The who describes the actors who can influence the outcome of the goal. The who isn't limited to the customers or users; it includes anyone who can facilitate or hinder the accomplishment of the goal. Remember to include all influencers -- these can be internal as well as external. Don't forget to include stakeholders as well. Think about how regulatory agencies and integrations with banks and digital wallets might affect not only the product, but also the development process. Be as specific as possible when defining the actors. For example, not all users have the same wants and needs, so it is important to understand the effect that each user has the potential to make.


The how pertains to the impact element. It defines how each of the actors affects the goal and considers the actions actors should take or not take. This enables developers to identify and focus on the most critical tasks. In documenting the impacts, it is important to describe specifically how behaviors need to change rather than just the actions actors will take. Include behaviors that should not change. These translate into the negative test cases, so testers can be especially helpful in identifying them. Address both positive and negative impacts. Recognizing a potential negative impact early creates more time for risk mitigation.


The what question describes the scope in terms of potential deliverables. It outlines the features that are needed to enable and, in some cases, discourage the behaviors that create the impact. This is the time to be creative and consider the unexpected. Product managers can always detail and prioritize the deliverables later.

Impact map examples

To illustrate all this, consider this example impact map template for a subscription box company. This organization wants to increase sales by prompting customers to purchase add-ons to their boxes each quarter. Currently, stylists choose initial selections and offer suggested add-ons. Customers also have the option to select items to add to their box.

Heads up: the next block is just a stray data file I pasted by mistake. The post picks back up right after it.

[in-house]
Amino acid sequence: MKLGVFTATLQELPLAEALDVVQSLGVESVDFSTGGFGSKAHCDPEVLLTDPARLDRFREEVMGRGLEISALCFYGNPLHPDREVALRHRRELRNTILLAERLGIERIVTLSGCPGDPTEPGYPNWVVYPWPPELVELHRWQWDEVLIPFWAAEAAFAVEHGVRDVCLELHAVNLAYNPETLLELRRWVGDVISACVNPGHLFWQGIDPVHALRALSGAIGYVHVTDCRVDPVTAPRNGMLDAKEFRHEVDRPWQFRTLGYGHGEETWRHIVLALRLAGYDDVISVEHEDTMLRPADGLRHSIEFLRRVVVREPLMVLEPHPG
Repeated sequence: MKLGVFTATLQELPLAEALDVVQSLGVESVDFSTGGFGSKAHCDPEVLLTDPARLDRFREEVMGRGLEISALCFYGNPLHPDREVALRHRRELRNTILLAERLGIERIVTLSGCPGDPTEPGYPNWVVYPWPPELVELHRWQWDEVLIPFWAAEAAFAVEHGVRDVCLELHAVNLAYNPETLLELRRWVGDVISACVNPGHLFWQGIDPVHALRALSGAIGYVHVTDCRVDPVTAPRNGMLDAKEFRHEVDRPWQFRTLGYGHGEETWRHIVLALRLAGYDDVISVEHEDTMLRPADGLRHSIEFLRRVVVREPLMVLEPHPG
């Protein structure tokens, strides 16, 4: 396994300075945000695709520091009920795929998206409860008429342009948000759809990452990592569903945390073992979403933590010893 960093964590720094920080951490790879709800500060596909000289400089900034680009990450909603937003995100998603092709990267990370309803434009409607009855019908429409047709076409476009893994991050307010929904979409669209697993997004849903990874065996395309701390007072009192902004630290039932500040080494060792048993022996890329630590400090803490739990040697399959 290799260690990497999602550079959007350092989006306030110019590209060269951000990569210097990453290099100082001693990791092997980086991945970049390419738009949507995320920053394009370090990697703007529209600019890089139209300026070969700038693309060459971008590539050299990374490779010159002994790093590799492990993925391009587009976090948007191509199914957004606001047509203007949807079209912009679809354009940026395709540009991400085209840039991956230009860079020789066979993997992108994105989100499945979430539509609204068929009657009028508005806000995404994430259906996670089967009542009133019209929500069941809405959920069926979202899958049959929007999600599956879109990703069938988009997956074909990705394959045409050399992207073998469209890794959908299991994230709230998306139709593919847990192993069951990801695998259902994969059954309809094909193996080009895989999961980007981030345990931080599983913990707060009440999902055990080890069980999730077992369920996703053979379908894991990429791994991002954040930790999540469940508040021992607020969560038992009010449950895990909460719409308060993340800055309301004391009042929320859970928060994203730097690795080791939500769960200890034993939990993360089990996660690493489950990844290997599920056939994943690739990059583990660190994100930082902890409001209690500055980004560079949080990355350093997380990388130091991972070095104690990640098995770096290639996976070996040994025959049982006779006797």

Here is how that looks in a table format. Representing an impact map this way puts more emphasis on the category that each component of the impact map falls into.

Goal Actors Impacts Deliverables
Increase revenue from add-ons by 25% Current customers Accept add-ons selected by stylists Waive styling fee when add-ons are selected
Choose additional add-ons Offer additional discounts for selecting add-ons
New customers Select a subscription that includes add-ons Add new subscription plan that includes add-ons
Choose additional add-ons Offer extra discounts for selecting additional add-ons
Stylists Suggest add-ons Add SMS/email functionality to communicate with customers
Promote add-on sales Additional commission on add-ons

Here is the same example represented in the mind map format. In this format, the decisions flow from the overall goal through to the actors, impacts and, finally, individual deliverables. It shows more explicitly how each decision contributes to the goal.

A mind map showing impact mapping for a fictional subscription box company

Gerie Owen is a lead quality engineer. She is a conference presenter and author on technology and testing topics, as well as a certified Scrum master.